Cut the crap. Stop the off-gassing of the cows. Sure, but how?

A French cow in The Camargue. Doing what cows everywhere are known to do.
Written by Harry Fuller, Contributor

A French cow in The Camargue. Doing what cows everywhere are known to do.

Methane is being emitted daily by cows and horses across this land, pigs too. Manure's another problem. But it could also be a solution. Right now the federal government is starting to lean toward cracking down on huge manure emitters, those factory farms where livestock are concentrated in tight space for more efficient feeding and eventual slaughter for the meat industry. Or to produce lots of eggs and milk. Here's what the Environmental Protection Administration is saying. I paraphrase: "Cut the crap."

How bad is our manure problem? Well, here's one manure leak that created a local...uh, crap-storm. This one came from a factory farm full of next month's bacon. Beyond the health and nausea quotient from manure leaks, there's the problem that methane from rotting manure and from livestock digesting their food puts more methane into the atmosphere and that methane is a greenhosue gas. The EPA does have some suggestions on livestock-rearing that could reduce methane from the natural process of mammals' digestive tracks. Beyond that the only foreseeable solution is fewer cows, sheep, pigs, llamas, humans, etc.

The sorta good news is that livestock are not the #1 methane-producers in America. They trail far behind our trash dumps (politely referred to as landfills in official docs), and behind the natural gas and petroleum industry which leaks a lot of methane around the edges. The really bad news: livestock around the globe are the #1 source of methane, ahead of industry and even rice-growing.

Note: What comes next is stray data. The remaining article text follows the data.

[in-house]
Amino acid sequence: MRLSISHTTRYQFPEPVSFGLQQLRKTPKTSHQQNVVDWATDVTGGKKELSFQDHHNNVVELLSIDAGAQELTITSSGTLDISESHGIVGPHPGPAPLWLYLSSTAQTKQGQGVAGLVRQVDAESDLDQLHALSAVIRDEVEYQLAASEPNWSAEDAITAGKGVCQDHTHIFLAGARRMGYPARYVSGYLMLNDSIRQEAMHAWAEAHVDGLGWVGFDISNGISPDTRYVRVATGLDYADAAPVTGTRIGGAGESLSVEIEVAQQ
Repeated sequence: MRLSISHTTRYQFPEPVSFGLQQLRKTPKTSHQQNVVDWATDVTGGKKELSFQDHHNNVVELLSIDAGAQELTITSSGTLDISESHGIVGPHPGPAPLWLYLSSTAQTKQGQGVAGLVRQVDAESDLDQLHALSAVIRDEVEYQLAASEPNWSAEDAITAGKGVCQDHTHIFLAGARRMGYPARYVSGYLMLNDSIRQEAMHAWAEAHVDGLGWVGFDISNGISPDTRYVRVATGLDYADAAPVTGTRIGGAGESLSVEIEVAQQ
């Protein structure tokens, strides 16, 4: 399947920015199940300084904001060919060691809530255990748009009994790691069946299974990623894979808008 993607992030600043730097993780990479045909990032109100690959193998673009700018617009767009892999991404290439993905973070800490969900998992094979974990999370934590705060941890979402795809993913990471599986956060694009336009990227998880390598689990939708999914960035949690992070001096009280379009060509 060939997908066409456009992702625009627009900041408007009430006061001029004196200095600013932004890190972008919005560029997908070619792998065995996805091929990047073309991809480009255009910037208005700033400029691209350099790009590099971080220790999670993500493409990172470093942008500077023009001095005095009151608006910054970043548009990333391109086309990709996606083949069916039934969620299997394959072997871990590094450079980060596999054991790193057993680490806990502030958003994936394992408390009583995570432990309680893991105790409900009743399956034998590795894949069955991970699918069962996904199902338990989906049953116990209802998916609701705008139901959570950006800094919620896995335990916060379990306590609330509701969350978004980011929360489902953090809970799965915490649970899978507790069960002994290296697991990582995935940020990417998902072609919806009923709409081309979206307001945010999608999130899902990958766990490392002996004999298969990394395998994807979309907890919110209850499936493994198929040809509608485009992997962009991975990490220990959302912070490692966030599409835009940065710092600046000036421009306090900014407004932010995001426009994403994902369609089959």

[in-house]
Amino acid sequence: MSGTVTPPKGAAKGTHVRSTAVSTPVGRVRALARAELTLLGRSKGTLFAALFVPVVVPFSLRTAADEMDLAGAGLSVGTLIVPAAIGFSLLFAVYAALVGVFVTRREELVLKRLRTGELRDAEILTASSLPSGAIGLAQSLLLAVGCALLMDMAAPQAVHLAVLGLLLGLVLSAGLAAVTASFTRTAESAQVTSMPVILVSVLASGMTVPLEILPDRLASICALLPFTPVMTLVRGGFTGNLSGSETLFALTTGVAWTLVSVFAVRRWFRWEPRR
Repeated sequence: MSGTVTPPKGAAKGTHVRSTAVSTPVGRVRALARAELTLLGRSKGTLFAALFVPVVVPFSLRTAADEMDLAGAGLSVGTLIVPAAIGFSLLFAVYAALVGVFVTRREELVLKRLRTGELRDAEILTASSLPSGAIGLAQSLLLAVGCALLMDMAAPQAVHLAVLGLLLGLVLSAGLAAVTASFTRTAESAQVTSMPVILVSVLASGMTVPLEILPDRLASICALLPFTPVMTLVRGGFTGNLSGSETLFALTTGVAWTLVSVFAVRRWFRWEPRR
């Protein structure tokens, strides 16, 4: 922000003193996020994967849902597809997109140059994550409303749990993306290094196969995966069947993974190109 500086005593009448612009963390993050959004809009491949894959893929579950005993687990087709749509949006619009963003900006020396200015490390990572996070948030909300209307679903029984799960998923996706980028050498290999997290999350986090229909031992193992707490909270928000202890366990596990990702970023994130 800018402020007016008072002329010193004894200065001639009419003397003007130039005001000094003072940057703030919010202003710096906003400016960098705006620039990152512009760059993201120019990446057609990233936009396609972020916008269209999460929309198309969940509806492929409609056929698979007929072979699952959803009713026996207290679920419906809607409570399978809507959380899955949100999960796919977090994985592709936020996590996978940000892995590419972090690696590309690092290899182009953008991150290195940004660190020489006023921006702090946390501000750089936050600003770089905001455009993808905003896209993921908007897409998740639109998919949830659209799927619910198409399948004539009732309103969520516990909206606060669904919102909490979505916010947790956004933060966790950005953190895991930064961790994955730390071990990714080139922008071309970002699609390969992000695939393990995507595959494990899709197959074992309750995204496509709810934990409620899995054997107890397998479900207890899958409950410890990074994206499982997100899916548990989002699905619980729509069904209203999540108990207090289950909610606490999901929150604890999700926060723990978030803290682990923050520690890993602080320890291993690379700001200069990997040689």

Can't We UseThis Crap?

Unlike cow-sourced methane, manure as a solution could be on more solid ground right now. Indeed, it's long been a dream of making money from manure, beyond selling it to weekend gardeners for their tomato patch. Here's a detailed fifteen-year old summary of the manure to methane dreams from one Midwestern ag school. They weren't too hopeful fore anything to happen quickly: "If energy and fertilizer shortages become more acute and pollution regulations concerning odor become more strict, methane generation may become a feasible process in waste management systems. Research is needed to reduce capital costs of methane generation systems and provide techniques for proper management of such systems."

Well, higher energy and fertilizer prices have moved the methane-from-manure tech a bit since then. But as recently as 2001 Purdue University was still merely hopeful.

It's Working!

Here's one example of an American utility using cow manure to generate methane and then buring that for electricity. The utility behind this program, which now includes four dairy farms, is Central Vermont Public Service. Here's their FAQ on cow manure power. It comes complete with an animated cow behaving in a manner suited to polite company. Here's a news story giving some general idea of the hopes for methane production and turning manure into something greener.

In short, manure to methane to electricity or heat is happening, in small increments. But capturing all that free methane being emitted? Cowabunga. As far as I can tell, that awaits a new generation of greentech thinking.

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